I thank my hon. Friend for those remarks. I hope that, in the course of this debate, it will be possible to demonstrate that this is not scaremongering, that these are real issues and that there are solutions, but that does require the Government to recognise the problems that my hon. Friend has raised and to agree to act on them.
As I was saying, it seems unlikely that social workers will have the time, expertise or legal knowledge to deal with these issues, particularly if they begin to encounter problems in the process. The Children’s Society, along with other charities, has repeatedly highlighted the problems that this group of children is facing and the challenges that exist in trying to process an EUSS application. There is no evidence that I am aware of that additional support will be made available to local authorities—the point that my hon. Friend Mr Cunningham raises.
During the pilot phase, every application that Coram Children’s Legal Centre made on behalf of a child in care or a care leaver included detailed nationality advice—nationality advice that requires expert legal advice and understanding—and social workers had to be supported at each stage during the process. That is the evidence from the pilots.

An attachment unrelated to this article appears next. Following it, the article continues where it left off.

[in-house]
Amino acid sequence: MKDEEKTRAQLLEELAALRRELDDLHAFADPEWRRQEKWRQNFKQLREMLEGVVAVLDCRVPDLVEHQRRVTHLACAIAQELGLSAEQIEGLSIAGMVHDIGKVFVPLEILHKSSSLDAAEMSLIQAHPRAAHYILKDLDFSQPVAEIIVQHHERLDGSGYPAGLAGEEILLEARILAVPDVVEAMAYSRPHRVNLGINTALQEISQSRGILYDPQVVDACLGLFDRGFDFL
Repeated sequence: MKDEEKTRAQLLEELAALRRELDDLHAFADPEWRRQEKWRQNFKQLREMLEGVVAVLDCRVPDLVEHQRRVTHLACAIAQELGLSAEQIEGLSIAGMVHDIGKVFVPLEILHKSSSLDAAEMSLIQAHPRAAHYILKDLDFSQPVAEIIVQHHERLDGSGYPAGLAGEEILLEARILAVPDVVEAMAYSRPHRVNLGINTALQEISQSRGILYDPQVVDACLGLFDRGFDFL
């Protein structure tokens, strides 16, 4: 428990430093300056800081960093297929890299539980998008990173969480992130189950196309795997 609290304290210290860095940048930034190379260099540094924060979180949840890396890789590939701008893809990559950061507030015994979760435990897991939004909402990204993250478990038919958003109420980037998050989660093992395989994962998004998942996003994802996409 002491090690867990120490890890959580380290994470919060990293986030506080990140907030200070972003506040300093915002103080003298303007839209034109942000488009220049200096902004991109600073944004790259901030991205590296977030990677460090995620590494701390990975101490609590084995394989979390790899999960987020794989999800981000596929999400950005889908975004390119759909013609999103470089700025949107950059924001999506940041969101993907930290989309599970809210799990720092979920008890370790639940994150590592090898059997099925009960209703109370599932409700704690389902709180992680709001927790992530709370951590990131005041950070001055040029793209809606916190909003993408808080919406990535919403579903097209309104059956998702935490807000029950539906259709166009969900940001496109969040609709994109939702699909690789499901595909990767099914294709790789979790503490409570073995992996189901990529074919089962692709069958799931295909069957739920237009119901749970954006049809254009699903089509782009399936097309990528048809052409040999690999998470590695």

I congratulate my hon. Friend on the case that he is making. The Greater Manchester Immigration Aid Unit has been working with directors of children’s services in Greater Manchester to try to offer the support to which my hon. Friend refers. Does he agree with me that we urgently need the Government to get the resolution currently before the House on extending legal aid to children in immigration cases through the House and on to the statute book? If the Government did that, social workers would be absolutely clear that legal aid was available for these cases and that they would not have to rely just on the chances of getting exceptional case funding.